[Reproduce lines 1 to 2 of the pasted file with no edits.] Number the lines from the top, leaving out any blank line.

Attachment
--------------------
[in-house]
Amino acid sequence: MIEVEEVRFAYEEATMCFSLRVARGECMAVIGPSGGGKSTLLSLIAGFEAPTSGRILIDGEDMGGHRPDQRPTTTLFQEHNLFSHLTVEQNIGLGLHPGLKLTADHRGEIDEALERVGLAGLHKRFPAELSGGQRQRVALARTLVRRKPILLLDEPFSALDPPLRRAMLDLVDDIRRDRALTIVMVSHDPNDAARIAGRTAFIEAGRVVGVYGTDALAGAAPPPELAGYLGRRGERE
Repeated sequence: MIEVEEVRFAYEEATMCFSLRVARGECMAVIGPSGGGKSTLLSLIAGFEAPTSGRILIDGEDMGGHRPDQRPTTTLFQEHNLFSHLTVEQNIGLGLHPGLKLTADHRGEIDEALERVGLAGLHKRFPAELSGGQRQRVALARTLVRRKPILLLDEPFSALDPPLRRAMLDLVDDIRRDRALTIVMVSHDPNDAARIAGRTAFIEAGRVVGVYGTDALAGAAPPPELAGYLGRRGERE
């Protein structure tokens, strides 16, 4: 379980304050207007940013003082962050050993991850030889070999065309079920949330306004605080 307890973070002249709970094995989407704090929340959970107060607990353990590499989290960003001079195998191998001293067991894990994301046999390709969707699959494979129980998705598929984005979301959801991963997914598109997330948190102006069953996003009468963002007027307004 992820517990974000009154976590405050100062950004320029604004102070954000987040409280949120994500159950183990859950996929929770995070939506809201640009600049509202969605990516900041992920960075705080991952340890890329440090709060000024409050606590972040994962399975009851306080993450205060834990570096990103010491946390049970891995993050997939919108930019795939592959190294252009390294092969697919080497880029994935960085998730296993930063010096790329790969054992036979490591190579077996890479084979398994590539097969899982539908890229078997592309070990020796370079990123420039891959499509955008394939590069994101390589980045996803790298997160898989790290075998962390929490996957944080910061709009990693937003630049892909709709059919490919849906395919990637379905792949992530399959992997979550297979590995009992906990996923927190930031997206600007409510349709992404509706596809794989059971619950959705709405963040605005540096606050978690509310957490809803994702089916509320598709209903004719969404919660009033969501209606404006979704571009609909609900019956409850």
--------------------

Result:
[in-house]
Amino acid sequence: MIEVEEVRFAYEEATMCFSLRVARGECMAVIGPSGGGKSTLLSLIAGFEAPTSGRILIDGEDMGGHRPDQRPTTTLFQEHNLFSHLTVEQNIGLGLHPGLKLTADHRGEIDEALERVGLAGLHKRFPAELSGGQRQRVALARTLVRRKPILLLDEPFSALDPPLRRAMLDLVDDIRRDRALTIVMVSHDPNDAARIAGRTAFIEAGRVVGVYGTDALAGAAPPPELAGYLGRRGERE